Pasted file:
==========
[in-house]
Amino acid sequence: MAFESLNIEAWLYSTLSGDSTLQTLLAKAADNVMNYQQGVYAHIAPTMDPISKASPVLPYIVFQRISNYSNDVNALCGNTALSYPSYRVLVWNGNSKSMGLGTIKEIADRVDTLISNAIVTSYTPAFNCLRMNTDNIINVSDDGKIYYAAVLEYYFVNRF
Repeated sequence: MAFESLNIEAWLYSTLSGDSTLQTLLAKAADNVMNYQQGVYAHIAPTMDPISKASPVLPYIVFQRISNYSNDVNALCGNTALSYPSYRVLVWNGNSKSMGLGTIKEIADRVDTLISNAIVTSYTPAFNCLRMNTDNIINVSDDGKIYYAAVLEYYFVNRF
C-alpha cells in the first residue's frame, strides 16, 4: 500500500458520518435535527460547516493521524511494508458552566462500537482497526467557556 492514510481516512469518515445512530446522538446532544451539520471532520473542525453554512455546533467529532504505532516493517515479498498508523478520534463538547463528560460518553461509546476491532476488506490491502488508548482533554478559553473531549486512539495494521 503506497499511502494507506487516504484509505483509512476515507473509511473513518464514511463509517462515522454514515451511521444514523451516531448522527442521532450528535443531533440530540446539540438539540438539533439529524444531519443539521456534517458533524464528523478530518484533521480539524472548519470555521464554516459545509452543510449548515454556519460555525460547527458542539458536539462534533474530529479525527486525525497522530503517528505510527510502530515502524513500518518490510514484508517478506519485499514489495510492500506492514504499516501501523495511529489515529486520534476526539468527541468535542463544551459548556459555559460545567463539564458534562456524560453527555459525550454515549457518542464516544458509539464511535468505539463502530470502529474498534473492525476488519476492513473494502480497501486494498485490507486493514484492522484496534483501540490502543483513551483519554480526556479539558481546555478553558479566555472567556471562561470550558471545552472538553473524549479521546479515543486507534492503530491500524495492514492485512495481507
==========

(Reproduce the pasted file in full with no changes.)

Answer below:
[in-house]
Amino acid sequence: MAFESLNIEAWLYSTLSGDSTLQTLLAKAADNVMNYQQGVYAHIAPTMDPISKASPVLPYIVFQRISNYSNDVNALCGNTALSYPSYRVLVWNGNSKSMGLGTIKEIADRVDTLISNAIVTSYTPAFNCLRMNTDNIINVSDDGKIYYAAVLEYYFVNRF
Repeated sequence: MAFESLNIEAWLYSTLSGDSTLQTLLAKAADNVMNYQQGVYAHIAPTMDPISKASPVLPYIVFQRISNYSNDVNALCGNTALSYPSYRVLVWNGNSKSMGLGTIKEIADRVDTLISNAIVTSYTPAFNCLRMNTDNIINVSDDGKIYYAAVLEYYFVNRF
C-alpha cells in the first residue's frame, strides 16, 4: 500500500458520518435535527460547516493521524511494508458552566462500537482497526467557556 492514510481516512469518515445512530446522538446532544451539520471532520473542525453554512455546533467529532504505532516493517515479498498508523478520534463538547463528560460518553461509546476491532476488506490491502488508548482533554478559553473531549486512539495494521 503506497499511502494507506487516504484509505483509512476515507473509511473513518464514511463509517462515522454514515451511521444514523451516531448522527442521532450528535443531533440530540446539540438539540438539533439529524444531519443539521456534517458533524464528523478530518484533521480539524472548519470555521464554516459545509452543510449548515454556519460555525460547527458542539458536539462534533474530529479525527486525525497522530503517528505510527510502530515502524513500518518490510514484508517478506519485499514489495510492500506492514504499516501501523495511529489515529486520534476526539468527541468535542463544551459548556459555559460545567463539564458534562456524560453527555459525550454515549457518542464516544458509539464511535468505539463502530470502529474498534473492525476488519476492513473494502480497501486494498485490507486493514484492522484496534483501540490502543483513551483519554480526556479539558481546555478553558479566555472567556471562561470550558471545552472538553473524549479521546479515543486507534492503530491500524495492514492485512495481507